One of the things that I find really annoying about a lot of political discussions is the notion that everyone thinks like you rather than that people think in different ways. The annoyance I feel seemed well expressed in a discussion between Shadi Hamid and Robert Wright (beginning around 21:15) (highlight mine):

Hamid: For me, and based on my own experiences as an American, I think that having a state that is religiously and ideologically neutral is important. But then, why should my personal inclinations or beliefs be imposed on other people who don't share my starting assumptions. And that's a question I always pose to people when I get in this debate and they say 'We think this is better. Liberalism is better. Secularism is better.' And yes, it may be from our standpoint but you can't force people to be liberal or secular against their will if they don't want to be, right?

Wright: Ya. That's my view. I'm definitely with you there that we should be in many ways wary of assuming that everyone's going to share our values as soon as we explain to them how enlightened we are.

Shadi Hamid also expressed this more elaborately to Razib Khan:

My bigger issue, though, has to do with political scientists’ unwillingness to take religion seriously as a prime mover. In other words, because most political scientists in the academy aren’t particularly religious or haven’t spent much time around religious people, they usually see religion not as a cause, but rather as something caused by other more tangible, material factors, the things we can touch, feel, and of course measure. So if someone joins an Islamist organization like the Muslim Brotherhood, the tendency is to explain it with things like rural-urban migration, underemployment, poverty, being pissed off at America, the list goes on. Sure, all those things matter, but what does political science have to say about “irrational” things like wanting to get into heaven? It’s not everything, but it’s one important factor that has to taken into account. This is something that becomes more obvious when you talk to Islamists about why they do what they do. They don’t say, “hey Shadi, I’m doing this because I want to get into heaven.” It’s more something that you feel and absorb the more you sit down and talk to a Muslim Brotherhood member. It matters to them and it’s something that drives them, especially when they’re deciding to join a sit-in and they’re well aware that the military is about to move in and use live ammunition. It’s not so much that they want to die; it’s more that they are ready to die, and it doesn’t frighten them as much as it might frighten someone else, because they believe there’s a pretty good chance that they’ll be granted paradise especially if they happen to killed while they’re in the middle of an act that they consider to be in the service of God and his message.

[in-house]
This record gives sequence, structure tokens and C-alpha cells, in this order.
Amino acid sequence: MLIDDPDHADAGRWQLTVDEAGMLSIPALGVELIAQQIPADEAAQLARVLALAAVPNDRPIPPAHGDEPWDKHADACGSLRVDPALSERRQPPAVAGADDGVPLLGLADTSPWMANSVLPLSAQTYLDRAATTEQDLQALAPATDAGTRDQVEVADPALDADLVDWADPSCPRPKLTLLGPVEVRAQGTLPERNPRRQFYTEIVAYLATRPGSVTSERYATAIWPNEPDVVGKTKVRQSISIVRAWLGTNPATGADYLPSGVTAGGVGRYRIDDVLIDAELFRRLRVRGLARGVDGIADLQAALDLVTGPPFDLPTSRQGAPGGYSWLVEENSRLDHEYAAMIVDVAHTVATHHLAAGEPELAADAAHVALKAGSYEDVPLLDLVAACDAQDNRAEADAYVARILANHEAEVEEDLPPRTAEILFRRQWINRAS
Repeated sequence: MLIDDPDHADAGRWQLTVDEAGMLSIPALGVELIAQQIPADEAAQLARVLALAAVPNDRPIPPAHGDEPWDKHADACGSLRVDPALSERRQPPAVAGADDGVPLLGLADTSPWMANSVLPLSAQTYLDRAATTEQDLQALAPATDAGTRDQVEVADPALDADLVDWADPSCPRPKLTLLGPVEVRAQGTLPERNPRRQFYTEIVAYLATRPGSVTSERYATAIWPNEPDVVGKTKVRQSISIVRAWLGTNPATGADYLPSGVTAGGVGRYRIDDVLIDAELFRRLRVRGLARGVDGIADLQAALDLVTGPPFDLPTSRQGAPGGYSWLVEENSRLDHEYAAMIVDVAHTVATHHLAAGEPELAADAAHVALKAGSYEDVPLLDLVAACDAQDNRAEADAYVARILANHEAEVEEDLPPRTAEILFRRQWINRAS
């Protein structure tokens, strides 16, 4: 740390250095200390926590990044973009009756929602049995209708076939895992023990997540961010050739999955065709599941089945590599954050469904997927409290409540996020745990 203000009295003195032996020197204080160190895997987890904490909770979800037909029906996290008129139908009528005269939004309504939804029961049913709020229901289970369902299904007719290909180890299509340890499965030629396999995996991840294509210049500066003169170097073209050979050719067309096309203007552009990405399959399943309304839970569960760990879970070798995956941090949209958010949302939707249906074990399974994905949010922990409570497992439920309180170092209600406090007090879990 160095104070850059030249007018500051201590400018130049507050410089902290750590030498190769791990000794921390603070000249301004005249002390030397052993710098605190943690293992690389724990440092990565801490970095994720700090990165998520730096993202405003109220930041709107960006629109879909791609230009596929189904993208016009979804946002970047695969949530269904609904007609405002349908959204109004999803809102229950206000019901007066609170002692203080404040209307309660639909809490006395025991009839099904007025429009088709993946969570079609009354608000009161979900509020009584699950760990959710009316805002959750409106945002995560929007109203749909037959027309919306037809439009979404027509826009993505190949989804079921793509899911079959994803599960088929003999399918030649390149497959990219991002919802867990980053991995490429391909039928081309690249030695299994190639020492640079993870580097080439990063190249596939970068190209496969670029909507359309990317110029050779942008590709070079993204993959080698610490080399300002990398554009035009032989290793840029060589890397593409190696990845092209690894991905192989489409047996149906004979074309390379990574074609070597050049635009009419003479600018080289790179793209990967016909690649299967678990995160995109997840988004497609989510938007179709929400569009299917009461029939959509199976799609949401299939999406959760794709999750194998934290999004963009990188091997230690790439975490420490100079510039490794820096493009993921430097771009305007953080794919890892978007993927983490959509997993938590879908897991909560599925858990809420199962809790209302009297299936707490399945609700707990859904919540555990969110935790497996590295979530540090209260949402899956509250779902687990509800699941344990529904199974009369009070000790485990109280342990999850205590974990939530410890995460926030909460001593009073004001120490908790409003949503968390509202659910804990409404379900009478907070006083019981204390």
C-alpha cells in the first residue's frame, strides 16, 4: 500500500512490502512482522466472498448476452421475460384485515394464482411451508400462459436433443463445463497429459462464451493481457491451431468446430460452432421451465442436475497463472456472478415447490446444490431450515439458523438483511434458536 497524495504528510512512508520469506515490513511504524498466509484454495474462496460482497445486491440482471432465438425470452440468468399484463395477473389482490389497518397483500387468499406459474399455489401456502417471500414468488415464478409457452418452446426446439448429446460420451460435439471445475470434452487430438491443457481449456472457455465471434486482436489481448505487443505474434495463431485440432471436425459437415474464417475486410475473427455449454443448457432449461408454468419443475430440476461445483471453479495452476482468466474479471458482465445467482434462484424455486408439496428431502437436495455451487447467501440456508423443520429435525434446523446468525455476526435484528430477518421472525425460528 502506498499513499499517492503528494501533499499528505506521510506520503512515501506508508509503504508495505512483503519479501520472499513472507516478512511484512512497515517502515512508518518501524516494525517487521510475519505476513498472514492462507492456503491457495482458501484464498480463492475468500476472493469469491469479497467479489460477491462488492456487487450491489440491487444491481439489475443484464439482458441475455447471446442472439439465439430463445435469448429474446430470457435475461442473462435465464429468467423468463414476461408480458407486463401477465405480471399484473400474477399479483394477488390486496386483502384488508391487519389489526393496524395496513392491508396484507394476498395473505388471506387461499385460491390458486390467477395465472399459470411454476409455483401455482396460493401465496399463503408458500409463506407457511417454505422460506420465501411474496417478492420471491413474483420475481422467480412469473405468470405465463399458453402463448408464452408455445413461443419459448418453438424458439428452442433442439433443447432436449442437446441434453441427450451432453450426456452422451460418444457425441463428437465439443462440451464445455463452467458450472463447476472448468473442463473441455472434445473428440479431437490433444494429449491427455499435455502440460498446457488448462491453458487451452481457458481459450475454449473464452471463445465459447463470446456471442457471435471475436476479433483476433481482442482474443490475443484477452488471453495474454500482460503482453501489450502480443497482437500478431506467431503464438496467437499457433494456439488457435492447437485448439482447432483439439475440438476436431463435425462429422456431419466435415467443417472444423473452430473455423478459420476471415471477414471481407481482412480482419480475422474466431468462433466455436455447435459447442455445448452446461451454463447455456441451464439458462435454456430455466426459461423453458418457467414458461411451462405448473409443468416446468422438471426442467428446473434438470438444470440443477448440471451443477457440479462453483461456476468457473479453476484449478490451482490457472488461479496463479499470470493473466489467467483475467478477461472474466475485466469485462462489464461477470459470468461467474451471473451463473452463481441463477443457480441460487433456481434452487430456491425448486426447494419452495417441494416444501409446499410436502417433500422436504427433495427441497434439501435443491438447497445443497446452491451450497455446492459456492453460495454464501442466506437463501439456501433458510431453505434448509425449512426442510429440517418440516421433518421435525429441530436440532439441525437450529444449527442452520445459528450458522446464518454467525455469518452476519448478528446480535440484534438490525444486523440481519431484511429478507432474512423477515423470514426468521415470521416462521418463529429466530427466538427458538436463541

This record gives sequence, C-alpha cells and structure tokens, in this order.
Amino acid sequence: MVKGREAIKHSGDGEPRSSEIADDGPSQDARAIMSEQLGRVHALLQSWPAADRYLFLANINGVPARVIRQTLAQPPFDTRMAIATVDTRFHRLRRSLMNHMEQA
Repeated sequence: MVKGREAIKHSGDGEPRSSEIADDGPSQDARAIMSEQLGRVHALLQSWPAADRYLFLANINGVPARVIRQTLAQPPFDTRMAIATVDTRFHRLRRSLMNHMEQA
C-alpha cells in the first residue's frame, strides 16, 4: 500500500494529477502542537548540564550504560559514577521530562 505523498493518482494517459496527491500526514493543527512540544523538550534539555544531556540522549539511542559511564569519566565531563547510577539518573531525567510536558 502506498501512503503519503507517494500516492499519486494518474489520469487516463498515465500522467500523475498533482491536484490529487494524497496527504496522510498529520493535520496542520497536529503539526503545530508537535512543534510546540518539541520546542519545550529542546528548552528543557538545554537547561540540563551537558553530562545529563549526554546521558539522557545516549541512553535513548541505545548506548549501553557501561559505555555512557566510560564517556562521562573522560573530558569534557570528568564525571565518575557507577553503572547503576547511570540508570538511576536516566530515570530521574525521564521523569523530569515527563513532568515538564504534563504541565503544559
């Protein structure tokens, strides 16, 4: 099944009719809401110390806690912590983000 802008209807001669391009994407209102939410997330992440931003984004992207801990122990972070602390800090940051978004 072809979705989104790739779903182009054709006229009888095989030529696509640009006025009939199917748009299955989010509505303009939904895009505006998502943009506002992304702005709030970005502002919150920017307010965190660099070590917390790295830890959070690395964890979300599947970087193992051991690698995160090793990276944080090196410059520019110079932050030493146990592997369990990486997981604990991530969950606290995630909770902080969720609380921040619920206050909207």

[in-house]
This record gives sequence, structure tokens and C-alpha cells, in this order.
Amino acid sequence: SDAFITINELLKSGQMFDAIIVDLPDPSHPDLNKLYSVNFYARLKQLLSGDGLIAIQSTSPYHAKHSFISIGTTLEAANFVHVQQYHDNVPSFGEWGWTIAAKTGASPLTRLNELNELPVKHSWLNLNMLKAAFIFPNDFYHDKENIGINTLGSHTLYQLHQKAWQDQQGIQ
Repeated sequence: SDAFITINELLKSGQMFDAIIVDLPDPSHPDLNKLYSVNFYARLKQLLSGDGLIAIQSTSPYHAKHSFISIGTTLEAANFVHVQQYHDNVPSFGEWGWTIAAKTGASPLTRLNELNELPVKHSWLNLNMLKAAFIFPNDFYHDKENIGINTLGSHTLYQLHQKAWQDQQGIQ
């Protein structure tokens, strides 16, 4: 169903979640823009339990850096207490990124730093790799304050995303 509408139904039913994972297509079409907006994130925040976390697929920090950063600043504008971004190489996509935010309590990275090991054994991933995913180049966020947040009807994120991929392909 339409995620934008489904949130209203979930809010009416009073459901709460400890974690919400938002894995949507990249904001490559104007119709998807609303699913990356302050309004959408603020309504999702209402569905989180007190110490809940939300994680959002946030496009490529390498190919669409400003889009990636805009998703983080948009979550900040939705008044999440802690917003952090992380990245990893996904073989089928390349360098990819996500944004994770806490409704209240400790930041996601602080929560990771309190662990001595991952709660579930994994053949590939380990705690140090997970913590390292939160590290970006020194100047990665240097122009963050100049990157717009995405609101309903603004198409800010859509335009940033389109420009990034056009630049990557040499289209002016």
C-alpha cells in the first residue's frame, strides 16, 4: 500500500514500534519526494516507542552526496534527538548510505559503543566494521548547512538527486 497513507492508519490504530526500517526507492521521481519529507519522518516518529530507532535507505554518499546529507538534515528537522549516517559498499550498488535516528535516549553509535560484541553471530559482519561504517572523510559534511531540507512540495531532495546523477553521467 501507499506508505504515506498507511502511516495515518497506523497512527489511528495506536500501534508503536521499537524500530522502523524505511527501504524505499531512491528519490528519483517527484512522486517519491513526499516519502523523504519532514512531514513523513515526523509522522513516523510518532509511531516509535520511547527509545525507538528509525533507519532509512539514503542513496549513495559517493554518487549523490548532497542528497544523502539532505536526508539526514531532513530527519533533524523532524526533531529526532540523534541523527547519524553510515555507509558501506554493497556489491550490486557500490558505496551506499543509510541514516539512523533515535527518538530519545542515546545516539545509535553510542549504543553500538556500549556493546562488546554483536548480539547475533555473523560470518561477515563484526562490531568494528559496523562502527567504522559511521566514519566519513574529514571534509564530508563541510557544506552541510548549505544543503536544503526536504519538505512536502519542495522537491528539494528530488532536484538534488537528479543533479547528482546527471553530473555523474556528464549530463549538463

Shadi Hamid might be best described as a liberal Muslim, but you can find similar sentiments expressed by so-called "new atheist" Sam Harris:

the people who are devoting their lives to waging jihad really believe what they say they believe, however those ideas got into their heads. The psychological problem that secularists must overcome is the basic doubt that anyone believes in paradise. I’ve actually had anthropologists and other overeducated people look me in the eye and insist that no one believes in martyrdom and that even suicide bombers are merely concerned about politics, economics, and male bonding. Some experts on terrorism sincerely think that no one is ever motivated to act on the basis of religious ideas. I find this astonishing.

Both of the above quotes are most specifically focused on secular views of certain Islamic groups, but it's certainly something that applies much more broadly. (One of my favourite weird studies is still that of investment decisions by members of apocalyptic cults).